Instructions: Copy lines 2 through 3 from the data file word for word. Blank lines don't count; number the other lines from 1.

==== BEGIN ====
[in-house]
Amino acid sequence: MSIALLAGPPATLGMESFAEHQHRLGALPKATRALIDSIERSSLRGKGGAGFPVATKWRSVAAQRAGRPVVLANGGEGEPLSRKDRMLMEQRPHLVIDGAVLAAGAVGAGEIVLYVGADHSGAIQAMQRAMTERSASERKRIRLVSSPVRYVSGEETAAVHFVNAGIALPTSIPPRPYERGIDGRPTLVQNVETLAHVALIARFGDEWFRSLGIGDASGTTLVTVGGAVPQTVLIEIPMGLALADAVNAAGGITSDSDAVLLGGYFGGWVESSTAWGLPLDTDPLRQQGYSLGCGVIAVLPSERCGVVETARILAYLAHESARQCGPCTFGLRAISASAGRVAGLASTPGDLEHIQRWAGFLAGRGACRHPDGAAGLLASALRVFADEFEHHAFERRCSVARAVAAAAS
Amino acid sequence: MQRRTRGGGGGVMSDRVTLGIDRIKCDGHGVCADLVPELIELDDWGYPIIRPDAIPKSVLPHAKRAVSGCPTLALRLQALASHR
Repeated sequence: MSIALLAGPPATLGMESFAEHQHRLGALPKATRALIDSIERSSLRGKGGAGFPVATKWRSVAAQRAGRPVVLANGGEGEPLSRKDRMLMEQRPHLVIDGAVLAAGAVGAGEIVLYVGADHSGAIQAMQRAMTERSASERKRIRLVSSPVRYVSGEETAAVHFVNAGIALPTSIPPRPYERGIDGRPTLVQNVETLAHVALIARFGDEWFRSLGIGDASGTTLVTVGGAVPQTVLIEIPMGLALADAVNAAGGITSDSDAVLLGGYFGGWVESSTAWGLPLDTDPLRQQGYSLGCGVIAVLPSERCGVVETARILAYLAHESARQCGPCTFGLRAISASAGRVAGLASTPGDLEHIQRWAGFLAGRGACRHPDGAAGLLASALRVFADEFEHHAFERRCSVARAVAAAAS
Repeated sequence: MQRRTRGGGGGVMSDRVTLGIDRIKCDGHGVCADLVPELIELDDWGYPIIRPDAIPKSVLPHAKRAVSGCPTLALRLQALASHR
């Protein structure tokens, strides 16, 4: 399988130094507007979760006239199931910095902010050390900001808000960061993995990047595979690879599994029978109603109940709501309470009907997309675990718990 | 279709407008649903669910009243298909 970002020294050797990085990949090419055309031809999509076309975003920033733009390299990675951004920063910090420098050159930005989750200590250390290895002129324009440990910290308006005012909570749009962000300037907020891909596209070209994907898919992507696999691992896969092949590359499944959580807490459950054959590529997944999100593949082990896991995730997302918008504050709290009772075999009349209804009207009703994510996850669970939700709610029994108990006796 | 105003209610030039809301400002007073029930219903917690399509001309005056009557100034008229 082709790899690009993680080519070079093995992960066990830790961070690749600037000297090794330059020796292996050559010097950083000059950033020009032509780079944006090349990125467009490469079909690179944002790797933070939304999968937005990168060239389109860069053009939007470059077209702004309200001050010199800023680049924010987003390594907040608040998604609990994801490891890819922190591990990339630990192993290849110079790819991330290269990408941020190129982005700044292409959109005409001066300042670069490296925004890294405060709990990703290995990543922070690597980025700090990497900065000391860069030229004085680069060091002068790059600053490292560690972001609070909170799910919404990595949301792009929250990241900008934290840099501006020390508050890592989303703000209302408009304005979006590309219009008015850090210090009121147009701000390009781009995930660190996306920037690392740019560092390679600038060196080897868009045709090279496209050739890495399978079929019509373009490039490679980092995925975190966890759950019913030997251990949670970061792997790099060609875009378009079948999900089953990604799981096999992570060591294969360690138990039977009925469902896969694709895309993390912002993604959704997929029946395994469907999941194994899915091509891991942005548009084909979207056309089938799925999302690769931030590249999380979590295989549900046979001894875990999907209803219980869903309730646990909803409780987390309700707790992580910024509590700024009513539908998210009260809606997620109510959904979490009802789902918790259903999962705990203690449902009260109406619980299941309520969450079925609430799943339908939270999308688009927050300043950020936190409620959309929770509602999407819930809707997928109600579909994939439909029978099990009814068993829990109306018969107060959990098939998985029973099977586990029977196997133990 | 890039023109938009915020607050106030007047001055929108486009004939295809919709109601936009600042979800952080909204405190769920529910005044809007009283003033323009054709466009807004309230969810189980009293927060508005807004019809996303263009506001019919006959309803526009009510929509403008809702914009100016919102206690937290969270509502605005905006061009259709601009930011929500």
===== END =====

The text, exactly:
Amino acid sequence: MSIALLAGPPATLGMESFAEHQHRLGALPKATRALIDSIERSSLRGKGGAGFPVATKWRSVAAQRAGRPVVLANGGEGEPLSRKDRMLMEQRPHLVIDGAVLAAGAVGAGEIVLYVGADHSGAIQAMQRAMTERSASERKRIRLVSSPVRYVSGEETAAVHFVNAGIALPTSIPPRPYERGIDGRPTLVQNVETLAHVALIARFGDEWFRSLGIGDASGTTLVTVGGAVPQTVLIEIPMGLALADAVNAAGGITSDSDAVLLGGYFGGWVESSTAWGLPLDTDPLRQQGYSLGCGVIAVLPSERCGVVETARILAYLAHESARQCGPCTFGLRAISASAGRVAGLASTPGDLEHIQRWAGFLAGRGACRHPDGAAGLLASALRVFADEFEHHAFERRCSVARAVAAAAS
Amino acid sequence: MQRRTRGGGGGVMSDRVTLGIDRIKCDGHGVCADLVPELIELDDWGYPIIRPDAIPKSVLPHAKRAVSGCPTLALRLQALASHR